“Installing Silva Cells ensured the street trees have the proper soil volumes to provide a long and healthy environment in a dense city landscape.”
In 2016, a suburban office facility and parking lot in Tysons, Virginia, was transformed into the “Highgate” luxury apartment complex. A key element of the project’s development was prioritizing green infrastructure with 35 lush new trees planted around its perimeter. The DeepRoot Silva Cell assisted in meeting new local soil volume requirements as well as ensuring the growth of healthy trees with large, shady canopies — an important feature in mitigating the heat island effect of the highly trafficked and increasingly warm area.
Number of Silva Cells: 252 2X
Total Amount of Soil Volume: 6,197 ft3
Number of Trees: 35
Type of Project: Integrated Trees, Streetscape, Apartment
Project Designer: Parker Rodriguez
Project Contractor: Clark Builders
Installation Date of Silva Cells: 2016
Project Timeline: 2016-2017
The luxury residential building known as Highgate at the Mile was recently a half-acre of sparsely used office space, remodeled in 2016 as an inviting community area for residents and visitors. Commuters of all varieties — drivers, bicyclists, walkers, and those using public transit — pass through Jones Branch Drive, a fact that led landscape architect company Parker Rodriguez to prioritize creating a friendly environment that included a shady tree canopy.
The DeepRoot Silva Cell was vital to the goals of this green infrastructure initiative by producing soil conditions that both encourage healthy tree growth and meet requirements of the county’s public facilities manual, which generally requires tree planting areas to be at least 8 feet wide and over 4 feet away from any “restrictive barrier.” At least 700 cubic feet of soil must be provided, with about 500 cubic feet added for each additional tree in the opening.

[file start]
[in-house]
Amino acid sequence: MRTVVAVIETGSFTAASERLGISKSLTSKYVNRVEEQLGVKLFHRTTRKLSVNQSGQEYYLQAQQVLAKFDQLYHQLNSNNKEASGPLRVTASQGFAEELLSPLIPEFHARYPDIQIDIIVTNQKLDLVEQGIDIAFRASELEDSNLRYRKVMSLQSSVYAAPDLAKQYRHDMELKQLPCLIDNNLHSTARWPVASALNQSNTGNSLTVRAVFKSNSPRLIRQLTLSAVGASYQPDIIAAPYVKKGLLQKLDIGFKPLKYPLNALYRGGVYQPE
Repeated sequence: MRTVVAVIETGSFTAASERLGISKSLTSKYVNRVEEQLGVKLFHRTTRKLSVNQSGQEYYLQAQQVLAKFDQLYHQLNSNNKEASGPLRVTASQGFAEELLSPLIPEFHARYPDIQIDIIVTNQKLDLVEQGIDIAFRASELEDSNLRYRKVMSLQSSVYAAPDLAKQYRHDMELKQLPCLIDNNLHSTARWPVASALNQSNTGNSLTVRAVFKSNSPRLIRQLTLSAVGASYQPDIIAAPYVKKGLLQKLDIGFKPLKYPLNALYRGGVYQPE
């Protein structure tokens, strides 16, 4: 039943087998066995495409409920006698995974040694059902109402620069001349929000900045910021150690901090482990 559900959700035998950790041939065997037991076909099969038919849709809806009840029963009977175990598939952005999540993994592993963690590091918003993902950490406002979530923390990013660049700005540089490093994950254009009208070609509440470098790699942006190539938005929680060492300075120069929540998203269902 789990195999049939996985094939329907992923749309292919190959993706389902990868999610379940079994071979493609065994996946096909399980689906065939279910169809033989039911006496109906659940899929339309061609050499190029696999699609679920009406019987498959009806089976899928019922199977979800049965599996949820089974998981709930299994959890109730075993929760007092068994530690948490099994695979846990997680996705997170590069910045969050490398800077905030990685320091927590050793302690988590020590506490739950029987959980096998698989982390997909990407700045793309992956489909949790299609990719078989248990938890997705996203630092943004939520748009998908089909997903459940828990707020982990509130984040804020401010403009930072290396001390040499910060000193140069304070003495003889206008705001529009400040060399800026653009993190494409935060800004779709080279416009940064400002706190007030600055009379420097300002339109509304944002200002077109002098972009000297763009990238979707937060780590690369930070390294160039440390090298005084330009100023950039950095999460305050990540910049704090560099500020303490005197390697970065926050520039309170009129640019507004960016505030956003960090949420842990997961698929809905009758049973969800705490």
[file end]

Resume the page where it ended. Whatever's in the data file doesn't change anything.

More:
The benefits of the 252 2X Silva Cells that were installed surrounding the tree opening are numerous. Firstly, they provide a shared soil volume area of 6,197 cubic feet — a number that exceeds Fairfax County’s new requirements for minimum shared soil volume in an urban setting. This soil environment thus supplies the 35 newly planted trees with a shared root area that encourages vigorous growth while also yielding better air quality.
“Silva Cells were used to create a fully supported sidewalk while still complying with county requirements for minimum soil volumes for each tree pit,” said Jeffery Brewer, project manager at Parker Rodriguez. “Installing Silva Cells ensured the street trees have the proper soil volumes to provide a long and healthy environment in a dense city landscape.”
Mitigating the area’s heat island effect was also a key objective of the Highgate transformation project. Tysons, Virginia, features hot summer months with average temperatures above 75 degrees from May to September. Adding Silva Cells to this project increases the soil volume for tree roots and allows the trees to grow and mature quickly. Mature trees help develop the city’s resilience in the face of extreme heat, given their capacity to cool and deter the urban heat island effect.
Please also check out DeepRoot’s other Parker Rodriguez project at Guild Lofts, here.